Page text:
Music as a form of storytelling has been part of human culture since time immemorial, and something as simple as a few note can tell us a lot about a person or a world. We can watch a love story unfold over piano with sparing use of instruments like in Pixar’s Up, or a sophisticated piece to illustrate a massive battle as in Star War’s Duel of the Fates. Horns providing a gravitas to the hair-raising strings and amazing orchestral work providing a deep sense of scale that can immerse us in its own scene. I dare you to put it in on during your chores and see if it doesn’t make the ordinary feel epic.
The rise of storytelling musicians for me came from a genre I had written off many years ago due to the rise of the gangsta mentality that had pervaded much of the hip-hop genre in the early 2000’s. That glorification and false imagery of an unattainable lifestyle wasn’t a story so much as an ad, thinly veiled endorsements, dangled in front of poor youth like myself .
But what has really struck me are the newcomers of the genre harkening back to the roots of hip-hop and its richest storytellers. Chief among them is Kid Cudi, whose work circles so much around depression and coping, both mental and physical, to get out of our own minds. In a time when suicide rates are at an all-time high among youth, Kid Cudi is truly one of the most timely artists to come up in this century, and this music is the soul food we need.
The resurgence of artists deciding to go beyond just making the happy sounds and chest-beating anthems, looped ad nauseum for more plays on the radio, and getting back to the basics of music as a device to tell stories. To me, most of that impetus comes from our nation where storytellers have to provide the guidance and stability that people need to get through daily life. The harshest realities of life can have their edges softened with a good line of verse to hold in the heart through the worst of times.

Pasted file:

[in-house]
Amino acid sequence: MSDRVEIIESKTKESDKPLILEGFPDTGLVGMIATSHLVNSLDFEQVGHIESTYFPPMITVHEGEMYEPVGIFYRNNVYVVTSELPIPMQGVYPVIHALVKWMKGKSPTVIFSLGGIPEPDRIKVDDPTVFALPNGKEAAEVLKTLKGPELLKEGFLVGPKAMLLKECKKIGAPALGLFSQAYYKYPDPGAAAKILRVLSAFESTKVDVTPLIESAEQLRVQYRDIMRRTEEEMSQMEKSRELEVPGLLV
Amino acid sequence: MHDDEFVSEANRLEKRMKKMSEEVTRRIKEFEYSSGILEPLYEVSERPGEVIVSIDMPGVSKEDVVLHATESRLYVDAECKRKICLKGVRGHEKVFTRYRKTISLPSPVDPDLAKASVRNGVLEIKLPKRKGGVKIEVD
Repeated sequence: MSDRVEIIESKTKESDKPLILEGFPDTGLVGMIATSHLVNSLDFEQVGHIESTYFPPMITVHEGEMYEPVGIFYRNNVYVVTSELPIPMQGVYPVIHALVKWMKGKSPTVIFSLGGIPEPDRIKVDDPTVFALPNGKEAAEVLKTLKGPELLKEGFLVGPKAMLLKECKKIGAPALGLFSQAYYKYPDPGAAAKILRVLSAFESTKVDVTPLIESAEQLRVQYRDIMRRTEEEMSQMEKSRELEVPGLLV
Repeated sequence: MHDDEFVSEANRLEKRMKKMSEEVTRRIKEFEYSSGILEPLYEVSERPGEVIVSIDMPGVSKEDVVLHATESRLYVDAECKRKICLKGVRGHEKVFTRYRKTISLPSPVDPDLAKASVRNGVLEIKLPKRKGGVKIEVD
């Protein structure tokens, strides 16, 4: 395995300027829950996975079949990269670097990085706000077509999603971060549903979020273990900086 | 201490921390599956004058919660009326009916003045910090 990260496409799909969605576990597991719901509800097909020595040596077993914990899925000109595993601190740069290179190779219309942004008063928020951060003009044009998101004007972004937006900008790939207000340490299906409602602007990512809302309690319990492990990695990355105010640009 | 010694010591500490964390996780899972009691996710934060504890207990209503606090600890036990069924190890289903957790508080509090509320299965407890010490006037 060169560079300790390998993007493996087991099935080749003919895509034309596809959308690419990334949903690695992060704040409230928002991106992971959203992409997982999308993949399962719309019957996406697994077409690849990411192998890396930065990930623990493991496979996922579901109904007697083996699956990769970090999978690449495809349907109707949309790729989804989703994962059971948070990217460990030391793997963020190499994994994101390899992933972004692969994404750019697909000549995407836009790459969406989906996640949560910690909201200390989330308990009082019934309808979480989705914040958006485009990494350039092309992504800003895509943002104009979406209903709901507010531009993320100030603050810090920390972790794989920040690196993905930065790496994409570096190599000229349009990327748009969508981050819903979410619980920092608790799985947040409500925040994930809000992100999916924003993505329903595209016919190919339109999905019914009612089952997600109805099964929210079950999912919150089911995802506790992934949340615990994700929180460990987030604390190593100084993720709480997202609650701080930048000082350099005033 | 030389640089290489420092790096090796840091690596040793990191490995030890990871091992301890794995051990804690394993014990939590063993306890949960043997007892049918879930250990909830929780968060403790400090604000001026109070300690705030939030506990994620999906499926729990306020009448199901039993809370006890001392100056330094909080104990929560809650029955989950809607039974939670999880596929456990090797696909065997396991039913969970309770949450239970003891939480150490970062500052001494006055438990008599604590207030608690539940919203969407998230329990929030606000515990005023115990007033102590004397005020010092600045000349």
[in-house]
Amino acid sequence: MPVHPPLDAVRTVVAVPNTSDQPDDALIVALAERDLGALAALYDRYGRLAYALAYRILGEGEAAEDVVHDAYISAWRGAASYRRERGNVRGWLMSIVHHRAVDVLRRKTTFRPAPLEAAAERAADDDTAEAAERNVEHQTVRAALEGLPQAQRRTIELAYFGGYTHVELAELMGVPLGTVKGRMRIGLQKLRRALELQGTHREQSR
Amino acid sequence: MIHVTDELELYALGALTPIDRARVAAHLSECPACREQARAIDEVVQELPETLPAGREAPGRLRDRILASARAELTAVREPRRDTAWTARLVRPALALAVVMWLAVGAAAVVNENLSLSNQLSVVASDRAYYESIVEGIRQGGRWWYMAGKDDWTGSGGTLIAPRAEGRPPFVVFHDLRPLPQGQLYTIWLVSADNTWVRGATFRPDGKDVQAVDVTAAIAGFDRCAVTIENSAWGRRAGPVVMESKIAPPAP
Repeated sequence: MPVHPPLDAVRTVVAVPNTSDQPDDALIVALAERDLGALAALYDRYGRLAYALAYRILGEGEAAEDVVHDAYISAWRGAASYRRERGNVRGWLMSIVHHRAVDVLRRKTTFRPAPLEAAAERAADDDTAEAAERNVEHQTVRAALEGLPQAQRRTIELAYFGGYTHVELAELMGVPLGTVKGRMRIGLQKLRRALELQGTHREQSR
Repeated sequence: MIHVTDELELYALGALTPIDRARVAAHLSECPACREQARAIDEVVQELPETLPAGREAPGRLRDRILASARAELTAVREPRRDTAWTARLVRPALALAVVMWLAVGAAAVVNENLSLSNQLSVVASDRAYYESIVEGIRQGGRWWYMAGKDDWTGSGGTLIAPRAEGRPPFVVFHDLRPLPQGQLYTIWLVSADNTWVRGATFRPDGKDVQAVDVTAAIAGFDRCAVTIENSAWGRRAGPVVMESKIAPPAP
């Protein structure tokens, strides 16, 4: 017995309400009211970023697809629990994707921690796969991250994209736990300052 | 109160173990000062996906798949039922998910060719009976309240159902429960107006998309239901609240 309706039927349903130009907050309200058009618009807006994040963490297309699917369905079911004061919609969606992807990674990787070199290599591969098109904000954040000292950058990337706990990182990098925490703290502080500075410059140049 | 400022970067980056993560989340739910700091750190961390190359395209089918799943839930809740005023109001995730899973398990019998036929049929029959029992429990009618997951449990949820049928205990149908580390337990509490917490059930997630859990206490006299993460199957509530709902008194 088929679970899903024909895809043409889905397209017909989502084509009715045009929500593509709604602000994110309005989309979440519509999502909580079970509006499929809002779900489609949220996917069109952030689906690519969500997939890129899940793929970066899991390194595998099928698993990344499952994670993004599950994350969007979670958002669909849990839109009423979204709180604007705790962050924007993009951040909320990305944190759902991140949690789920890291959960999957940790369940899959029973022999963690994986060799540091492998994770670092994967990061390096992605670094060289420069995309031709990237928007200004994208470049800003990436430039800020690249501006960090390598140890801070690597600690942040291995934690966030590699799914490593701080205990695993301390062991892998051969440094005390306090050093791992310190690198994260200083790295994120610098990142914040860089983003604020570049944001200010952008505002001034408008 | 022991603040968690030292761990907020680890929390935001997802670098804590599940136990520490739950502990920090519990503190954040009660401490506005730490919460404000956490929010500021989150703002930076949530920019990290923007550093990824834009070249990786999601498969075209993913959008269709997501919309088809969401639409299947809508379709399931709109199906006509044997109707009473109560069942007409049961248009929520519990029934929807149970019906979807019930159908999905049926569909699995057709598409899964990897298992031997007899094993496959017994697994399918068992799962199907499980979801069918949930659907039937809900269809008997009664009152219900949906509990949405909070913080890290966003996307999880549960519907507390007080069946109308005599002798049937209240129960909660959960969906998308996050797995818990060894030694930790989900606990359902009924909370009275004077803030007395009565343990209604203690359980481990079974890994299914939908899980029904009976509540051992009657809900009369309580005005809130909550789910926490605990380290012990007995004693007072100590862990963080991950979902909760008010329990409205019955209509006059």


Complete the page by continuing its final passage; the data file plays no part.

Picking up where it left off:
What caught my ear, were the sounds of Nujabes, a DJ out of Japan. Through pieces about his homeland, Nujabes was switching up the stories being told in hip-hop and music not only there but here as well. One of the most reflective pieces of the split for me came in the form of “Think Different”, a thoughtful commentary on the rap industry as a whole, the content of rappers’ characters, their lyrics and especially, their treatment of women.
But Nujabes really struck me in his scoring one of the most critically acclaimed anime of all time, Samurai Champloo. This unique and amazing score score narrates the story of samurai at the end of an era through hip-hop.
These kinds of soothing stories are what the world has been crying for, and the artists are here now. Here are my essential album recommendations for story in music. Hope you enjoy.
Nujabes – Metaphorical Music
Kid cudi – Passion, Pain & Demon slayin’
Kendrick Lamar – To Pimp a Butterfly
-DJ MuFu signing off
Meet the blogger:
McKinley Johnson (Assistant Editor, Poetry) is a senior hovering above graduation with plans to teach overseas and dreams to become a writer the likes of Bao Phi and such, but for now he’ll settle for making his deadlines.